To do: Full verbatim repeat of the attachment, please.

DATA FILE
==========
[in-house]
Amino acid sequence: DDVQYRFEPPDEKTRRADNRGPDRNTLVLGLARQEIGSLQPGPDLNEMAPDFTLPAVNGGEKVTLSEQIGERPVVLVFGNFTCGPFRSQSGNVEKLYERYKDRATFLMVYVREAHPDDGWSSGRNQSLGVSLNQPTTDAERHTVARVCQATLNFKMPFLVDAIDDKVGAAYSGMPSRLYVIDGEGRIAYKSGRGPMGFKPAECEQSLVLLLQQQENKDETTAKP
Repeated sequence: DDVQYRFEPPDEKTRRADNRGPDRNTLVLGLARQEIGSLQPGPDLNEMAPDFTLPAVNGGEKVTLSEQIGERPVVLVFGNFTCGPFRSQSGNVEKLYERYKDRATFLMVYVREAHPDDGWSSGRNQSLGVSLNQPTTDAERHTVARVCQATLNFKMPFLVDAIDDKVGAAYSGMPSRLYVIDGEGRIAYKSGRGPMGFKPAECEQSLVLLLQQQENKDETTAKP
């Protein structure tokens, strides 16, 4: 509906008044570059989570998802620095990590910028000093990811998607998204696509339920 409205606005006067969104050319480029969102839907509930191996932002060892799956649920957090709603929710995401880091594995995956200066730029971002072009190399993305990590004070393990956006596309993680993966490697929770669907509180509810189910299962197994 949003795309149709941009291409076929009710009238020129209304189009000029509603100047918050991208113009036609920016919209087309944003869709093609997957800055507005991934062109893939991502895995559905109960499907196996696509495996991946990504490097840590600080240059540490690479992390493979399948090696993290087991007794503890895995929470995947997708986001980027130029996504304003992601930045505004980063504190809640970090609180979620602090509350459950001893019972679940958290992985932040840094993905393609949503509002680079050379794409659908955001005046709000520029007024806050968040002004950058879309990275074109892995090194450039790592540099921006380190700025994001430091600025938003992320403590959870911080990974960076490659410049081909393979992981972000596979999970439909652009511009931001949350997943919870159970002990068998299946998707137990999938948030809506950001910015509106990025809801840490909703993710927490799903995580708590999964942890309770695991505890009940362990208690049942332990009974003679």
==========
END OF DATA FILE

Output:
[in-house]
Amino acid sequence: DDVQYRFEPPDEKTRRADNRGPDRNTLVLGLARQEIGSLQPGPDLNEMAPDFTLPAVNGGEKVTLSEQIGERPVVLVFGNFTCGPFRSQSGNVEKLYERYKDRATFLMVYVREAHPDDGWSSGRNQSLGVSLNQPTTDAERHTVARVCQATLNFKMPFLVDAIDDKVGAAYSGMPSRLYVIDGEGRIAYKSGRGPMGFKPAECEQSLVLLLQQQENKDETTAKP
Repeated sequence: DDVQYRFEPPDEKTRRADNRGPDRNTLVLGLARQEIGSLQPGPDLNEMAPDFTLPAVNGGEKVTLSEQIGERPVVLVFGNFTCGPFRSQSGNVEKLYERYKDRATFLMVYVREAHPDDGWSSGRNQSLGVSLNQPTTDAERHTVARVCQATLNFKMPFLVDAIDDKVGAAYSGMPSRLYVIDGEGRIAYKSGRGPMGFKPAECEQSLVLLLQQQENKDETTAKP
């Protein structure tokens, strides 16, 4: 509906008044570059989570998802620095990590910028000093990811998607998204696509339920 409205606005006067969104050319480029969102839907509930191996932002060892799956649920957090709603929710995401880091594995995956200066730029971002072009190399993305990590004070393990956006596309993680993966490697929770669907509180509810189910299962197994 949003795309149709941009291409076929009710009238020129209304189009000029509603100047918050991208113009036609920016919209087309944003869709093609997957800055507005991934062109893939991502895995559905109960499907196996696509495996991946990504490097840590600080240059540490690479992390493979399948090696993290087991007794503890895995929470995947997708986001980027130029996504304003992601930045505004980063504190809640970090609180979620602090509350459950001893019972679940958290992985932040840094993905393609949503509002680079050379794409659908955001005046709000520029007024806050968040002004950058879309990275074109892995090194450039790592540099921006380190700025994001430091600025938003992320403590959870911080990974960076490659410049081909393979992981972000596979999970439909652009511009931001949350997943919870159970002990068998299946998707137990999938948030809506950001910015509106990025809801840490909703993710927490799903995580708590999964942890309770695991505890009940362990208690049942332990009974003679």